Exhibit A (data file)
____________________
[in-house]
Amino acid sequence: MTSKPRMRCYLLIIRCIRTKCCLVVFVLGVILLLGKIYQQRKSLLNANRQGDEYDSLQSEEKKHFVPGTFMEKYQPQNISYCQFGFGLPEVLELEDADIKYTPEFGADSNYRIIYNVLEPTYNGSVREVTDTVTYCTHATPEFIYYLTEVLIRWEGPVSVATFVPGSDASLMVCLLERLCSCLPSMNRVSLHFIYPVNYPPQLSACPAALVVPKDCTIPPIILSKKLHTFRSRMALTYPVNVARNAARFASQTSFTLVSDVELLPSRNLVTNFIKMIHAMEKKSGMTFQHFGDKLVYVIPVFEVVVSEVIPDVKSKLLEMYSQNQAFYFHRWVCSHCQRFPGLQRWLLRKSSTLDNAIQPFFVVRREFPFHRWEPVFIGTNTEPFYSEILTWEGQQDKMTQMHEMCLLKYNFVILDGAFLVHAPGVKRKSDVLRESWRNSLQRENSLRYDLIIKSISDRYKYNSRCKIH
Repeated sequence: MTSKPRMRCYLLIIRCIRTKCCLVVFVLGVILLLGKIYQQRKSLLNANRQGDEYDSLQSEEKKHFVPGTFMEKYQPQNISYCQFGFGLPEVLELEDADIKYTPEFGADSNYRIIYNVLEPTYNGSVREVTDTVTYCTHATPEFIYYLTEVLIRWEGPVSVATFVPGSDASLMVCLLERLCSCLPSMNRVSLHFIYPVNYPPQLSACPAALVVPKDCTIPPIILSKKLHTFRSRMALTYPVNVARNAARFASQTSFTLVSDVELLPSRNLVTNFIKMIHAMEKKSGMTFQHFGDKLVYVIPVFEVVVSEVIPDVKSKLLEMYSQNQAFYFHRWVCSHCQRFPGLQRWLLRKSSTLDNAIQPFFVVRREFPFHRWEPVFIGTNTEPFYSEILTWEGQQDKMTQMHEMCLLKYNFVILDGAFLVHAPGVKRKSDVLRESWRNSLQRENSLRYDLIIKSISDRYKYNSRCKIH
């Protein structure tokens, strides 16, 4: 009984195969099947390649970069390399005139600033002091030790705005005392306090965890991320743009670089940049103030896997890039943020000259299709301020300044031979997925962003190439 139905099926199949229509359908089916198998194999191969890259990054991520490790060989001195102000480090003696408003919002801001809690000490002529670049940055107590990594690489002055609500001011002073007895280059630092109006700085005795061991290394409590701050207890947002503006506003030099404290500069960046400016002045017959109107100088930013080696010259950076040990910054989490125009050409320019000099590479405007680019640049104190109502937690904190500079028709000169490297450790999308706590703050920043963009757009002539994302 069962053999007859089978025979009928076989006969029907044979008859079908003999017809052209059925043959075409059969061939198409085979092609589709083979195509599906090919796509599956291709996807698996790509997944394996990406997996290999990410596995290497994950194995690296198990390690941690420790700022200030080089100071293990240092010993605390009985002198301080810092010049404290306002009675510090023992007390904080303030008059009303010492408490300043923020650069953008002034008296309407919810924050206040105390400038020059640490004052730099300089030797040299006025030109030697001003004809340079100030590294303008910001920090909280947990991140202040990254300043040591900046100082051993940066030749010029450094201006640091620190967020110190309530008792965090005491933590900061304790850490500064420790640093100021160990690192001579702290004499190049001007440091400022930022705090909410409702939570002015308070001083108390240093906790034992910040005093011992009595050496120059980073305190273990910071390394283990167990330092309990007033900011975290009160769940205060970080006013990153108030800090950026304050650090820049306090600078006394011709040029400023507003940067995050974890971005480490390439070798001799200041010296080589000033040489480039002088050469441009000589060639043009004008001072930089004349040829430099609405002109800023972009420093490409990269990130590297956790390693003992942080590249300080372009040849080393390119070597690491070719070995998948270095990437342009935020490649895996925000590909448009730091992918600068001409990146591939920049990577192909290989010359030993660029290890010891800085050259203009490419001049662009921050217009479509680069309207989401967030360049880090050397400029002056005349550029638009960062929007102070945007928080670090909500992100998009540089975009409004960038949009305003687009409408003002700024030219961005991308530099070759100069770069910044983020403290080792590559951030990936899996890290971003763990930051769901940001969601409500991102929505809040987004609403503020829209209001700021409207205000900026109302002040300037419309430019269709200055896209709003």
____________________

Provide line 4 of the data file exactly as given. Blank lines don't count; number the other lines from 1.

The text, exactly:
């Protein structure tokens, strides 16, 4: 009984195969099947390649970069390399005139600033002091030790705005005392306090965890991320743009670089940049103030896997890039943020000259299709301020300044031979997925962003190439 139905099926199949229509359908089916198998194999191969890259990054991520490790060989001195102000480090003696408003919002801001809690000490002529670049940055107590990594690489002055609500001011002073007895280059630092109006700085005795061991290394409590701050207890947002503006506003030099404290500069960046400016002045017959109107100088930013080696010259950076040990910054989490125009050409320019000099590479405007680019640049104190109502937690904190500079028709000169490297450790999308706590703050920043963009757009002539994302 069962053999007859089978025979009928076989006969029907044979008859079908003999017809052209059925043959075409059969061939198409085979092609589709083979195509599906090919796509599956291709996807698996790509997944394996990406997996290999990410596995290497994950194995690296198990390690941690420790700022200030080089100071293990240092010993605390009985002198301080810092010049404290306002009675510090023992007390904080303030008059009303010492408490300043923020650069953008002034008296309407919810924050206040105390400038020059640490004052730099300089030797040299006025030109030697001003004809340079100030590294303008910001920090909280947990991140202040990254300043040591900046100082051993940066030749010029450094201006640091620190967020110190309530008792965090005491933590900061304790850490500064420790640093100021160990690192001579702290004499190049001007440091400022930022705090909410409702939570002015308070001083108390240093906790034992910040005093011992009595050496120059980073305190273990910071390394283990167990330092309990007033900011975290009160769940205060970080006013990153108030800090950026304050650090820049306090600078006394011709040029400023507003940067995050974890971005480490390439070798001799200041010296080589000033040489480039002088050469441009000589060639043009004008001072930089004349040829430099609405002109800023972009420093490409990269990130590297956790390693003992942080590249300080372009040849080393390119070597690491070719070995998948270095990437342009935020490649895996925000590909448009730091992918600068001409990146591939920049990577192909290989010359030993660029290890010891800085050259203009490419001049662009921050217009479509680069309207989401967030360049880090050397400029002056005349550029638009960062929007102070945007928080670090909500992100998009540089975009409004960038949009305003687009409408003002700024030219961005991308530099070759100069770069910044983020403290080792590559951030990936899996890290971003763990930051769901940001969601409500991102929505809040987004609403503020829209209001700021409207205000900026109302002040300037419309430019269709200055896209709003």